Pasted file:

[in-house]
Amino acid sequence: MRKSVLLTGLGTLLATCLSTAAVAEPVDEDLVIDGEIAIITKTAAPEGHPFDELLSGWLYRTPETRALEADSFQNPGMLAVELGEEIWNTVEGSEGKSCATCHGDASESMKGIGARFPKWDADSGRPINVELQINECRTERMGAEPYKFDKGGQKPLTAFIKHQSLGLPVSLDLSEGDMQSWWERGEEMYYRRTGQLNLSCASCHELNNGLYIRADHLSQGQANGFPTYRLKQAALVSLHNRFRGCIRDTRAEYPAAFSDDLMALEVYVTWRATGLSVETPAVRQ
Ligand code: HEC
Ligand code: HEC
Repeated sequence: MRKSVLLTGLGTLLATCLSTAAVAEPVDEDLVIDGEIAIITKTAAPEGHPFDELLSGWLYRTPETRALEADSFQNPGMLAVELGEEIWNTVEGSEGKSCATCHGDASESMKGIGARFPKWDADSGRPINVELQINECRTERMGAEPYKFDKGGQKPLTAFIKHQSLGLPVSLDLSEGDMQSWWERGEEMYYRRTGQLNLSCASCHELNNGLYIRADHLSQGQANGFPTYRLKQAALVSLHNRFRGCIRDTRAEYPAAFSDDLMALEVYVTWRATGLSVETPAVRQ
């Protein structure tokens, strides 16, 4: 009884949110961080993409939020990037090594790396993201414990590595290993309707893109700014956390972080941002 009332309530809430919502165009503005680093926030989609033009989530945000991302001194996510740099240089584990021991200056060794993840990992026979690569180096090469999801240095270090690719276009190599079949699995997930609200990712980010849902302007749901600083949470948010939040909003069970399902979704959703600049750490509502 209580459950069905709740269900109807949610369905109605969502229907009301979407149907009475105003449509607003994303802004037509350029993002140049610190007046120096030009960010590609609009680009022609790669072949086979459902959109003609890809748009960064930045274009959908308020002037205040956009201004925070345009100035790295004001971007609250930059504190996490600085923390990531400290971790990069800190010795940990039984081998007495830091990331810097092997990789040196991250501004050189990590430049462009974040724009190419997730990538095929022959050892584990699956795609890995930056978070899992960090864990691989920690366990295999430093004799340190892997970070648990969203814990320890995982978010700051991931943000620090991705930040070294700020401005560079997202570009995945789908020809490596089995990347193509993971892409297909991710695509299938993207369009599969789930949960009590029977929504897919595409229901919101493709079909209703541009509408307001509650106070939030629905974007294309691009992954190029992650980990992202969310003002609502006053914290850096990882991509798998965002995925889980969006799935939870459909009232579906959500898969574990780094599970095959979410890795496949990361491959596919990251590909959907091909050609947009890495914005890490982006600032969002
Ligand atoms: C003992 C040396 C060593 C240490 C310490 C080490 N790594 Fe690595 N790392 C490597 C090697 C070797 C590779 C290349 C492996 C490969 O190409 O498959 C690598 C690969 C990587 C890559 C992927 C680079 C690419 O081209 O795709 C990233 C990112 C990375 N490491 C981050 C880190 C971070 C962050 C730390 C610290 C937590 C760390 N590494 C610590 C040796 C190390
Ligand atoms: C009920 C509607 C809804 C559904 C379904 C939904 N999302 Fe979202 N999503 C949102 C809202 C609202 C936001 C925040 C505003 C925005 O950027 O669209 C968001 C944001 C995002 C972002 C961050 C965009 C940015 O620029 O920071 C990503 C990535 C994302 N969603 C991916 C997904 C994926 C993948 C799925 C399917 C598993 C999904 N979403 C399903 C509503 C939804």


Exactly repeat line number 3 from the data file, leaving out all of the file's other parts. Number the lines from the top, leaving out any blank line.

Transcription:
Ligand code: HEC